Court Security Experts Study Mi. Video System


Chief Judge Wendy Potts in Pontiac, Mi., usually faces a full docket and an empty courtroom, says the Los Angeles Times. With the use of a high-speed digital video-conferencing system, Potts can see the accused whose cases come before her and they can see her inside from their jail cells across the street. This virtual hall of justice is one that experts say is among of the nation’s best in using technology to grapple with rising concerns about security and costs at the nation’s courts. “The less you have to move a prisoner, the more secure it is for us all,” Potts said. “Security and safety is on the minds of everyone at the courthouse these days.”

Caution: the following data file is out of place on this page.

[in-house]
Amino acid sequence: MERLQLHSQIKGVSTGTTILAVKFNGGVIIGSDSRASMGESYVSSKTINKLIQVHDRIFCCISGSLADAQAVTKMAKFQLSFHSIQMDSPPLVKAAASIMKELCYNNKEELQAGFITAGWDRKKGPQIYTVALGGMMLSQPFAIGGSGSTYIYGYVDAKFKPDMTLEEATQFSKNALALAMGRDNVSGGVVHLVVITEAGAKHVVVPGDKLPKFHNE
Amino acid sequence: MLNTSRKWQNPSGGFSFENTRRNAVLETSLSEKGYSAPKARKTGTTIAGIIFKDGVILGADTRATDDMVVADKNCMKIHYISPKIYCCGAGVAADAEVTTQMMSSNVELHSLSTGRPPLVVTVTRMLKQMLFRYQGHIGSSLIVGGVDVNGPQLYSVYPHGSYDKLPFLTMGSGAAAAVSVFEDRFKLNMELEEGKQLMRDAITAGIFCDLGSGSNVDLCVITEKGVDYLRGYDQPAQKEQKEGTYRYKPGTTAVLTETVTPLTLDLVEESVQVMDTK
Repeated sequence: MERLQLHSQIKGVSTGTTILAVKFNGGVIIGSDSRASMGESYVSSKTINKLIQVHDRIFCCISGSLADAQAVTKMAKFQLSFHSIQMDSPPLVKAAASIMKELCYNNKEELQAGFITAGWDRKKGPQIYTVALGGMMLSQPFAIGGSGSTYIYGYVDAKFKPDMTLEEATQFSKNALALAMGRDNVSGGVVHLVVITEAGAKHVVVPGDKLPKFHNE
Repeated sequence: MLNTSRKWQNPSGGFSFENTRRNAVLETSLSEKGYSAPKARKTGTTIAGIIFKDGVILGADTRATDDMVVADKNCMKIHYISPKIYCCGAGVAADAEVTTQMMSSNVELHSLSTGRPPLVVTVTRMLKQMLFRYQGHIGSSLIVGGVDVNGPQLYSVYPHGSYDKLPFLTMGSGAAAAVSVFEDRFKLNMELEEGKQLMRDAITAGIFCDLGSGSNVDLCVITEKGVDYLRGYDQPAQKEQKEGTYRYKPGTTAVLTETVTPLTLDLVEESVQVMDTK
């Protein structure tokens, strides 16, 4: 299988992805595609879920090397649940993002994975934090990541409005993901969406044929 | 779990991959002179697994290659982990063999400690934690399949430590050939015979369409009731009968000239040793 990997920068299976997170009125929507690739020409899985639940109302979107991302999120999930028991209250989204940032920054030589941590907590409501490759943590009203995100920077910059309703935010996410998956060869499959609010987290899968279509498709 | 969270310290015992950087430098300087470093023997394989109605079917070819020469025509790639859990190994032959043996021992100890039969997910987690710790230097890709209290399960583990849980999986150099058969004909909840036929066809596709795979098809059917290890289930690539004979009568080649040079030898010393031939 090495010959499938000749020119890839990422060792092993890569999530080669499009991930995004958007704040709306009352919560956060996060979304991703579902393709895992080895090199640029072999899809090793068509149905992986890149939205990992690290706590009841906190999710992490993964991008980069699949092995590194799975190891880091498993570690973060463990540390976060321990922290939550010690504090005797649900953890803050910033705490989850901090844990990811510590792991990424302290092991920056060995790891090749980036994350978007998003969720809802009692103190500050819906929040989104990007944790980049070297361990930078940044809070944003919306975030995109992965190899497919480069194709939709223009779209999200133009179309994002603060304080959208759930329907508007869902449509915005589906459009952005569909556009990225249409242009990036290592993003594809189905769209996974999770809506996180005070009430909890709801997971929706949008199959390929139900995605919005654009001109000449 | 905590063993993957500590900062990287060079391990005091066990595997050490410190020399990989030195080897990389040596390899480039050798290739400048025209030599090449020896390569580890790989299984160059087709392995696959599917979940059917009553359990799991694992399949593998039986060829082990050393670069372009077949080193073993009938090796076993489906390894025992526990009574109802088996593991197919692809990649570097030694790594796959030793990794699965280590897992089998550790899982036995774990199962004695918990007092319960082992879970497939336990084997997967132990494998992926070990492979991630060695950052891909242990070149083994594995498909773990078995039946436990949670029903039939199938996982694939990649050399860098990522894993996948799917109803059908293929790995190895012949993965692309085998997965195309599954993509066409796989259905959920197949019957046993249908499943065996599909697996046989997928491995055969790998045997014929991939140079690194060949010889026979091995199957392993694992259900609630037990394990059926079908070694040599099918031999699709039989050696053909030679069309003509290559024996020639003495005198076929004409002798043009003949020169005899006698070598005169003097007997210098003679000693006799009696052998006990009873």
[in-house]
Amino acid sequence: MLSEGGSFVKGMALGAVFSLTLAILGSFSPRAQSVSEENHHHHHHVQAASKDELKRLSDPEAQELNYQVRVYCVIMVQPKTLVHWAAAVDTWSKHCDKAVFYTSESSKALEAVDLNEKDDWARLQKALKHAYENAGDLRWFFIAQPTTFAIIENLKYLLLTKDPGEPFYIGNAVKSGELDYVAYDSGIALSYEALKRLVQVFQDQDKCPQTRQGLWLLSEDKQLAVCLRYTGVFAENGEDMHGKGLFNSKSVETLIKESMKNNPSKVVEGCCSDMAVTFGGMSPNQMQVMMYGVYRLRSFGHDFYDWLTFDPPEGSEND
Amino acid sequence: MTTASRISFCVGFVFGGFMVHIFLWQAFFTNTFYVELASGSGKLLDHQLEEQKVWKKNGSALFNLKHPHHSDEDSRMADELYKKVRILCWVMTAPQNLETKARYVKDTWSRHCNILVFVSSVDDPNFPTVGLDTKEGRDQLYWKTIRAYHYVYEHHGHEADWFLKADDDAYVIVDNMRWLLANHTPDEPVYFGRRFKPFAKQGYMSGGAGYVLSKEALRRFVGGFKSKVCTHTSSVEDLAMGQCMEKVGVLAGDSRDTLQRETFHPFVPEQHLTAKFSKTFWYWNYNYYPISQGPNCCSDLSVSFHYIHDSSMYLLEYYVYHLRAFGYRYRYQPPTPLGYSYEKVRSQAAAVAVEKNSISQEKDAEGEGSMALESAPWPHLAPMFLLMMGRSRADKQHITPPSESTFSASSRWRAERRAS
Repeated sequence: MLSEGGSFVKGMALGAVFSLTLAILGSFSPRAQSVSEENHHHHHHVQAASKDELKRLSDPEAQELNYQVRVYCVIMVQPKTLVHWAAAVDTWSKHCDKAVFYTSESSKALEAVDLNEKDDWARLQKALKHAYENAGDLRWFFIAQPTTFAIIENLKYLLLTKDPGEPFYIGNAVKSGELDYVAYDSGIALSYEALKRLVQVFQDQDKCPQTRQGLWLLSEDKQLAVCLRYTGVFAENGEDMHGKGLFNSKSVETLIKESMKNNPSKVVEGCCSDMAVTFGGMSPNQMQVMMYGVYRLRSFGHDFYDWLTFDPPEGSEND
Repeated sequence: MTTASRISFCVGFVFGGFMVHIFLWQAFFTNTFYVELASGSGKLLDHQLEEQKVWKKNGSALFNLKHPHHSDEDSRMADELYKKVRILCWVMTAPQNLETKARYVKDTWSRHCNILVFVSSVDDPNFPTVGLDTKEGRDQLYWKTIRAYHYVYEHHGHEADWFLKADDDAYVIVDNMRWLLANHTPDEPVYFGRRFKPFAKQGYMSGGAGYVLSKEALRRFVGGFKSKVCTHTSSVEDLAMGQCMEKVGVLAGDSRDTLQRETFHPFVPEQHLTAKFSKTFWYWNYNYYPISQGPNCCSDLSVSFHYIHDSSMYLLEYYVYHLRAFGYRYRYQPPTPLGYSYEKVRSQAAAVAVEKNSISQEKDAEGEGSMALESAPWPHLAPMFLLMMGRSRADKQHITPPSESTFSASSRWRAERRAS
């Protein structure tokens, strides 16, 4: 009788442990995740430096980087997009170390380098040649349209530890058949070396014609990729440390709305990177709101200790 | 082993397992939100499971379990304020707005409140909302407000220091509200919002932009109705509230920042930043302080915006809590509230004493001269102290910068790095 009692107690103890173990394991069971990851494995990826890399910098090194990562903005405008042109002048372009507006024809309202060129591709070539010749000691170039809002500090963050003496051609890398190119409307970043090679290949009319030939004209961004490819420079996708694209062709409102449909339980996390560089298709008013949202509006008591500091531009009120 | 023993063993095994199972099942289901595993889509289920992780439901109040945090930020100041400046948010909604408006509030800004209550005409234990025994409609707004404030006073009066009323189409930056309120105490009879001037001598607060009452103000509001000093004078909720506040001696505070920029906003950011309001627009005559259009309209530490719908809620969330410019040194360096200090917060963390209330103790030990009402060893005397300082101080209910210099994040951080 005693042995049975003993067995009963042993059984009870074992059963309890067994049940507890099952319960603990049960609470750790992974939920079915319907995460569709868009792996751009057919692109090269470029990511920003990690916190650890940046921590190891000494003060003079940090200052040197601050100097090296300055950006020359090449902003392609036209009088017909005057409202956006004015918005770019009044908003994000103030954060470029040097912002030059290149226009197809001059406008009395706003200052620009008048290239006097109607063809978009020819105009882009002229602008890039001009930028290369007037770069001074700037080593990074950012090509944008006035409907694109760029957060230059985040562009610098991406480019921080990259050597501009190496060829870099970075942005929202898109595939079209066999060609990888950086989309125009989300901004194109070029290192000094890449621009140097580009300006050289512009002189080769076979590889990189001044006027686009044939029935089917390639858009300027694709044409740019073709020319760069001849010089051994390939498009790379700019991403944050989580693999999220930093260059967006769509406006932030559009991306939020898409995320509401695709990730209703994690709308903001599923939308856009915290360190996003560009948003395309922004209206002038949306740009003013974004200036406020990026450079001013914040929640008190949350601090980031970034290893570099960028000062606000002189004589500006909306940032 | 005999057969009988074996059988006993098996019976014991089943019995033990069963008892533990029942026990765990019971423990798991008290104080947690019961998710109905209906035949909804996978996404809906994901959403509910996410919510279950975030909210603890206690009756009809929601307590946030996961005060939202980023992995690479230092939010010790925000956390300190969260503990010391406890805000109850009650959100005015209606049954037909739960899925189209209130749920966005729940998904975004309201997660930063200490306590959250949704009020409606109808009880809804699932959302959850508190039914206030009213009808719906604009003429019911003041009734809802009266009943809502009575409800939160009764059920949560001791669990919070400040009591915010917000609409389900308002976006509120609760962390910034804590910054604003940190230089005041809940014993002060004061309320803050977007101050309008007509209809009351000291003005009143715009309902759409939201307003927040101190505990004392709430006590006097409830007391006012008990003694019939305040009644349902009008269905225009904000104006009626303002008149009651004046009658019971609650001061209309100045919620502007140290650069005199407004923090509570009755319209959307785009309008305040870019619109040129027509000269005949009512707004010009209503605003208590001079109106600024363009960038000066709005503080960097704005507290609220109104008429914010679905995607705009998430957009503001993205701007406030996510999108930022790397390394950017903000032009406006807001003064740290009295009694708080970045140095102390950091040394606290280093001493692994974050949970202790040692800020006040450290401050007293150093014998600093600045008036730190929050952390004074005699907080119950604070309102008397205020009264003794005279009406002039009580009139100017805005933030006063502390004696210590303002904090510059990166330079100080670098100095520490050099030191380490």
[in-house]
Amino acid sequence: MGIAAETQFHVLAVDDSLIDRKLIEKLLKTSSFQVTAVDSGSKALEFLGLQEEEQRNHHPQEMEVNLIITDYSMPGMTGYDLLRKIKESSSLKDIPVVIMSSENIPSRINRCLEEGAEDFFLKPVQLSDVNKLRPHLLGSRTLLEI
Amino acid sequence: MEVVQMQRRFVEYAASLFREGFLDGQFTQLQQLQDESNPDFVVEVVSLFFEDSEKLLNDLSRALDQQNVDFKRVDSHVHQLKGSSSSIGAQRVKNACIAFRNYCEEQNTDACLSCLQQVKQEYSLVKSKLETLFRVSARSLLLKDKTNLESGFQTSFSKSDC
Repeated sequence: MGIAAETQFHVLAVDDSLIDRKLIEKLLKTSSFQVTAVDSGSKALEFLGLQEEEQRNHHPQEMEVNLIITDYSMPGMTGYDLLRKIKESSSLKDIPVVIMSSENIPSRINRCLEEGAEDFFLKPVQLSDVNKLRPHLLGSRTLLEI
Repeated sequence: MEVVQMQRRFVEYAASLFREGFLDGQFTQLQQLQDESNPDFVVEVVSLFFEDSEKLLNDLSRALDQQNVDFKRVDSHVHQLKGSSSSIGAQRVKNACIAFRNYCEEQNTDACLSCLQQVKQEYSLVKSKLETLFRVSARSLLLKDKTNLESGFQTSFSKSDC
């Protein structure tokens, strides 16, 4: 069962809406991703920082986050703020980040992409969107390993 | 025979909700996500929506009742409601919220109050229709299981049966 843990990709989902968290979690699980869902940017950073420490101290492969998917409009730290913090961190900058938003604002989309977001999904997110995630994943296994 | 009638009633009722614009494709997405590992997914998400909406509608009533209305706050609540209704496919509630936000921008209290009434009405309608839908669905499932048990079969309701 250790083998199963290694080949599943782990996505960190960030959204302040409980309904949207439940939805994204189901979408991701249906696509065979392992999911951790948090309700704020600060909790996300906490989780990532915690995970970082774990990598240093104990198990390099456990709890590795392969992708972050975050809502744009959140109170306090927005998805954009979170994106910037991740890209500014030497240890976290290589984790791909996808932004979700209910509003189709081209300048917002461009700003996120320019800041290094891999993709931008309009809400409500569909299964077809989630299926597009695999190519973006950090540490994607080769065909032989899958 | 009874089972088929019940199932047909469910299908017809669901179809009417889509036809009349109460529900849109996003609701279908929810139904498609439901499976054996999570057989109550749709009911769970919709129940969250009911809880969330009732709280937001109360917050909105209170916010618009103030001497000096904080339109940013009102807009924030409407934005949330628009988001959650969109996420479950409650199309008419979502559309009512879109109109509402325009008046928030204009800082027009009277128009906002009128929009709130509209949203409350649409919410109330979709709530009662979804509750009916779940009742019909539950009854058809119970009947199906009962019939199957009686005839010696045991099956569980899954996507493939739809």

After the courthouse killings in Atlanta and the slayings of a federal judge’s husband and mother in Chicago, officials from around the nation have come to southeast Michigan to see how the Oakland County system is working. Launched in November, the OakVideo project is running in three district courthouses, five circuit courtrooms, nearly all holding facilities, and all of the county prosecutors’ offices. The heart of the $6.7-million project is a grid of high-speed data lines – an estimated 680 miles’ worth – that link the computers of every city, village, and township building in the county. The technology can’t be used for cases involving minors, mental health evaluations or examinations, or the actual trial. Most criminal arraignments are conducted by video conference. Judges can also use it for criminal pleas, preliminary examinations, expert testimonies, pretrial motions, and sentencing for misdemeanors.”If this were a trial, and I was trying to cross-examine someone’s testimony, how can I intimidate you by camera?” asked Stephen Kale, a defense lawyer. “How can I tell if you smell of alcohol or something else? It definitely affects the adversarial process.”


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